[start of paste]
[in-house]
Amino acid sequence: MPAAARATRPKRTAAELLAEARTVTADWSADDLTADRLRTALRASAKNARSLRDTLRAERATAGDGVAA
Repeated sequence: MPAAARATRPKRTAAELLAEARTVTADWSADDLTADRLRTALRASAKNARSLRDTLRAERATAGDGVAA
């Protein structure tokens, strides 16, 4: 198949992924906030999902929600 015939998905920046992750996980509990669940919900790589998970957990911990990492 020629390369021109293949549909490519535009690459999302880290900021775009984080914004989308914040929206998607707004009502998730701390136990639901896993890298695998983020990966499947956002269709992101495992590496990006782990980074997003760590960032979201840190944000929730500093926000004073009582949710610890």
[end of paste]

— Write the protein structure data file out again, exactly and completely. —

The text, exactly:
[in-house]
Amino acid sequence: MPAAARATRPKRTAAELLAEARTVTADWSADDLTADRLRTALRASAKNARSLRDTLRAERATAGDGVAA
Repeated sequence: MPAAARATRPKRTAAELLAEARTVTADWSADDLTADRLRTALRASAKNARSLRDTLRAERATAGDGVAA
């Protein structure tokens, strides 16, 4: 198949992924906030999902929600 015939998905920046992750996980509990669940919900790589998970957990911990990492 020629390369021109293949549909490519535009690459999302880290900021775009984080914004989308914040929206998607707004009502998730701390136990639901896993890298695998983020990966499947956002269709992101495992590496990006782990980074997003760590960032979201840190944000929730500093926000004073009582949710610890």